Thanks to an inspired anonymous donor and a number of public supporters, TRI together with South African National Parks (SANParks), the Agricultural Research Council of South Africa (ARC) and the University of Western Cape completed a pilot project in support of the Nama Indigenous peoples in Kuboes, South Africa. Kuboes is just outside of Cape Town near the Richtersveld World Heritage Site.
Responding to the community’s request for an early adaptation strategy, the team purchased and installed three water capture units at the Kuboes School.
To help with longer-term planning, a climate vulnerability risk assessment was also conducted which explored how the community is adapting to climate change through cultural, social, economic and resource utilization practices.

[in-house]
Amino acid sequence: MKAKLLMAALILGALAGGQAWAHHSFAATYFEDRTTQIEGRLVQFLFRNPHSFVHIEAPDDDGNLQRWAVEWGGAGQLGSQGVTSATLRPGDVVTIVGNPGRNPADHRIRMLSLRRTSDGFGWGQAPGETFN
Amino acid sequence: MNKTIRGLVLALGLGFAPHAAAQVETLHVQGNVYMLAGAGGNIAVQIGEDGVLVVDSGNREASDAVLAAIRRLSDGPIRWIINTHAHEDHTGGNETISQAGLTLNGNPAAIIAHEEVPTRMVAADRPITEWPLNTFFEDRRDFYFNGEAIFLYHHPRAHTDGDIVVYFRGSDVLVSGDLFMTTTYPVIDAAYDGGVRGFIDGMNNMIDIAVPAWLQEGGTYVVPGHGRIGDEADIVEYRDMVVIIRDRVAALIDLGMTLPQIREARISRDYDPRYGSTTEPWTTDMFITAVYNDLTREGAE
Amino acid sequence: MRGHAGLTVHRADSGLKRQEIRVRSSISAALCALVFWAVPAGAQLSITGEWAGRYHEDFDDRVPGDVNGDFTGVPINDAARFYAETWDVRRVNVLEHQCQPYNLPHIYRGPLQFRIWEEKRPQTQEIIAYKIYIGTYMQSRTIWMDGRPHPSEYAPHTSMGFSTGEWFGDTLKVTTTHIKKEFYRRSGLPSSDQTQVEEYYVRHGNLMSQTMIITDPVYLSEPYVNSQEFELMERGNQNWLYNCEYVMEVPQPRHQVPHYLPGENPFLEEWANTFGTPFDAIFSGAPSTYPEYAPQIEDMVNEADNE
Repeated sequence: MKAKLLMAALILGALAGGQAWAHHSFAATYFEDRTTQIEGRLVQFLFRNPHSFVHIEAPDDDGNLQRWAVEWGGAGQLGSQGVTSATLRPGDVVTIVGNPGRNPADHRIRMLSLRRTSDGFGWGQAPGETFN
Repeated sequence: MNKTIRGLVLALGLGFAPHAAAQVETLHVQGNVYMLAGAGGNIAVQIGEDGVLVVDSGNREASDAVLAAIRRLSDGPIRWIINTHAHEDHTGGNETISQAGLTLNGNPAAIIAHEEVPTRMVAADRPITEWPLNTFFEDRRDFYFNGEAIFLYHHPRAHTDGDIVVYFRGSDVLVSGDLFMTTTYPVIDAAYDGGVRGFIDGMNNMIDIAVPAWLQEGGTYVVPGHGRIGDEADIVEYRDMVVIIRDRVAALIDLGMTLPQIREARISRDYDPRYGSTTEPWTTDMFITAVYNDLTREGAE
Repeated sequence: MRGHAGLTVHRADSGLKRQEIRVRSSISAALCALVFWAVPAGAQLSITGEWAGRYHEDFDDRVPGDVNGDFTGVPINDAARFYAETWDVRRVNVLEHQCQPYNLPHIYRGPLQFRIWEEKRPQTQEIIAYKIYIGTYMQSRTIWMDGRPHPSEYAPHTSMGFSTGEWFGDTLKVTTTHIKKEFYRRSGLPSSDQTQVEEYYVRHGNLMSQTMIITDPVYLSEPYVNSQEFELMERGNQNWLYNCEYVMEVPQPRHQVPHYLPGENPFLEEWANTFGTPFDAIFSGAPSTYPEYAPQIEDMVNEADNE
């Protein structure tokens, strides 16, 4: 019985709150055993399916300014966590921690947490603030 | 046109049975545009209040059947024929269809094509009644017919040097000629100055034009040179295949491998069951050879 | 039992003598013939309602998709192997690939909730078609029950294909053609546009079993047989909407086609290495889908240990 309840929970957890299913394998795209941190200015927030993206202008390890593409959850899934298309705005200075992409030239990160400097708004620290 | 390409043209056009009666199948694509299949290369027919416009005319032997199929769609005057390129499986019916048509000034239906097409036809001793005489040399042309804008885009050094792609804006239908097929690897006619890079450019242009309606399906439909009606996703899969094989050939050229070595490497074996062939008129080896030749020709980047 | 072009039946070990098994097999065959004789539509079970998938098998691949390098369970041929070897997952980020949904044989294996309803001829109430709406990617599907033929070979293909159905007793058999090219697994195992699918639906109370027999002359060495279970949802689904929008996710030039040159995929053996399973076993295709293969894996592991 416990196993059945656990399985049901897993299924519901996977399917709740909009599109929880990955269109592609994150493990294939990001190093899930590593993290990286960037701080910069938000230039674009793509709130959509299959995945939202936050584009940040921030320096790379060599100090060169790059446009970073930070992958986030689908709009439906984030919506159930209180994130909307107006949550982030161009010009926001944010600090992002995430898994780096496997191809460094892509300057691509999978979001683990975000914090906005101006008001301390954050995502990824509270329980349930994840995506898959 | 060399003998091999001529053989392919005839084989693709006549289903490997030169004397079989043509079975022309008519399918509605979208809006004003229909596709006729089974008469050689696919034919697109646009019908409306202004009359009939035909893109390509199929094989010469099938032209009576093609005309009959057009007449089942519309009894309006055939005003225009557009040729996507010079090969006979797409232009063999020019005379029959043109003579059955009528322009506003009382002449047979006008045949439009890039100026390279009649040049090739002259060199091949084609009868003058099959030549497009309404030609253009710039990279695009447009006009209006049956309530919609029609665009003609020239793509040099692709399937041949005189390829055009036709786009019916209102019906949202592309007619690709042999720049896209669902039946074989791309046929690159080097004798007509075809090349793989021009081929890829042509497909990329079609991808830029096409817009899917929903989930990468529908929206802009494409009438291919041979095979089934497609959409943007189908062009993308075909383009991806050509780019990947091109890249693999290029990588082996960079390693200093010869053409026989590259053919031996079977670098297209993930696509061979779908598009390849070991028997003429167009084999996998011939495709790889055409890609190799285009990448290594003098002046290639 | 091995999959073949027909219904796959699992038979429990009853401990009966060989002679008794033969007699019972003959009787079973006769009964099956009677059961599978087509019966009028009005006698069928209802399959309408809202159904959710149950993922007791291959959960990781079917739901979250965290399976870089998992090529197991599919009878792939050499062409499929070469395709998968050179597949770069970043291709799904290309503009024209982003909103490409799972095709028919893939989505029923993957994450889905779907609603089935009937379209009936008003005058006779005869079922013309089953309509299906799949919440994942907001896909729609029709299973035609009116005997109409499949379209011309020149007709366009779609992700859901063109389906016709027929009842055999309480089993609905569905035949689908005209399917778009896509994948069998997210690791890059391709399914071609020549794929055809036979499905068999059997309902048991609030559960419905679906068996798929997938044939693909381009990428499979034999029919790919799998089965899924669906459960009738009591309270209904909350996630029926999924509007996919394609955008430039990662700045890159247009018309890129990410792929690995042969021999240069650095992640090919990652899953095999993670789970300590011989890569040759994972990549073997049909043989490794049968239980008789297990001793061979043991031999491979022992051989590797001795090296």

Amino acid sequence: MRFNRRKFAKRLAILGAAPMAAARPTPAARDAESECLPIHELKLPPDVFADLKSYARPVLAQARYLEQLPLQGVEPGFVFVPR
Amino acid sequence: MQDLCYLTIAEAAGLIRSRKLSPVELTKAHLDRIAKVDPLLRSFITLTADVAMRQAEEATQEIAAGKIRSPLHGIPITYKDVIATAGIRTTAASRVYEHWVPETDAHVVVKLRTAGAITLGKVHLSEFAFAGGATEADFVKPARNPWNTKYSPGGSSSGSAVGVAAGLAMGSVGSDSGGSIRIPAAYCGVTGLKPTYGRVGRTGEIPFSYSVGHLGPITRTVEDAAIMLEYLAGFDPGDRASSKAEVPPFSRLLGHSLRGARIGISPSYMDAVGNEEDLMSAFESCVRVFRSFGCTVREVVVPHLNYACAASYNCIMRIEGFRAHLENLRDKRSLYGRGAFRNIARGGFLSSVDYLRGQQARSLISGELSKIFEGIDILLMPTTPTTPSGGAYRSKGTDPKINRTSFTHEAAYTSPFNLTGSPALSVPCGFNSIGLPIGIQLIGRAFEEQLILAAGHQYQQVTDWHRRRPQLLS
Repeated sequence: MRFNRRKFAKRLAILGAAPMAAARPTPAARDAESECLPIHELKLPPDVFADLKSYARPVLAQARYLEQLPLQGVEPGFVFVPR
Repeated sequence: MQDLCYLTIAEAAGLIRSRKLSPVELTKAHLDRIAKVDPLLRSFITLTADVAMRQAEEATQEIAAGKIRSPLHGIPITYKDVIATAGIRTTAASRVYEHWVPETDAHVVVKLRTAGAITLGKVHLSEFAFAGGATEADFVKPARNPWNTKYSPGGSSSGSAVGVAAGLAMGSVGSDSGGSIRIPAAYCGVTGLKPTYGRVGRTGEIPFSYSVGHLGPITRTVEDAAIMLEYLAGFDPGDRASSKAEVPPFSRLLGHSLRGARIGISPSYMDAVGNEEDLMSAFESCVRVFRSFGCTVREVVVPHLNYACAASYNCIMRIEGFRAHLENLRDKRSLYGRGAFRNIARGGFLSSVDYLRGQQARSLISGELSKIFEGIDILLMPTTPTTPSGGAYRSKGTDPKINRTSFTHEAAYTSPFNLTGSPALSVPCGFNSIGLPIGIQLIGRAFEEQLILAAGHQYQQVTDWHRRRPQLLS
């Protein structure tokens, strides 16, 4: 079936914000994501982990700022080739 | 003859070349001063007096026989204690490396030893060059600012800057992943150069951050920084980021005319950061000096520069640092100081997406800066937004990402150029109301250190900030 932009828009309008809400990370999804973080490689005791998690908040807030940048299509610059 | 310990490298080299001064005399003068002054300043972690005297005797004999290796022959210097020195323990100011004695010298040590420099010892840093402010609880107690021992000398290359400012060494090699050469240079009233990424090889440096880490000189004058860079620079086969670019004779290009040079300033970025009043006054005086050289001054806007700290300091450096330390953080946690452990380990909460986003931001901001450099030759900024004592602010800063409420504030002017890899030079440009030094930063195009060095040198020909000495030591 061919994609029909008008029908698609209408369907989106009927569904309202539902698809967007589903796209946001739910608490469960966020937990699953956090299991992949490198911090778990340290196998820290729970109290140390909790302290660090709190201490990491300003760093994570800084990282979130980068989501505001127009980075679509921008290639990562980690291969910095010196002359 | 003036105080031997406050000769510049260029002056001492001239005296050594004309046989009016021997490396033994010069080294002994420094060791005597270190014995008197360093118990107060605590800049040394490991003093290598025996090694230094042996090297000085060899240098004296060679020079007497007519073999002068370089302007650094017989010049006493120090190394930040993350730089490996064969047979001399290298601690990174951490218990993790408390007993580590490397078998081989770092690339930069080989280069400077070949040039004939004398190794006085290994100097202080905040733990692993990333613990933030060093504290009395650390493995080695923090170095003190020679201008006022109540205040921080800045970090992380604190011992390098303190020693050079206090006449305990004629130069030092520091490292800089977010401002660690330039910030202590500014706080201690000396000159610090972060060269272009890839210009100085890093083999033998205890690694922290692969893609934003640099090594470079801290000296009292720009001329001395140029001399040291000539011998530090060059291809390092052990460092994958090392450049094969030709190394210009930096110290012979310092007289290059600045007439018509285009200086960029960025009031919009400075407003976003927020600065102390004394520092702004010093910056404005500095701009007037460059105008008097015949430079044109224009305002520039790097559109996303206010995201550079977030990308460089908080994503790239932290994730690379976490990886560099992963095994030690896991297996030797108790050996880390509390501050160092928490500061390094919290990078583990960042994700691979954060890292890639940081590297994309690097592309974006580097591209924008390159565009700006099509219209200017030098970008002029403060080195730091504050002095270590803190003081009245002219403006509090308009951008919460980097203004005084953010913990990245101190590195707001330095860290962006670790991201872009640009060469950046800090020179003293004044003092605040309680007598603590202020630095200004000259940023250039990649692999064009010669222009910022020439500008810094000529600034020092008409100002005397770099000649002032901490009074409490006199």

Over 400 people participated in the risk assessment. In addition, four students from the University of the Western Cape and three students from the Kuboes community were engaged in hands-on learning by assisting with the project.
This initiative inspired the Scaling Out Adaptation Options for Indigenous Communities Adjacent to UNESCO World Heritage Sites and National Parks in Southern Africa initiative.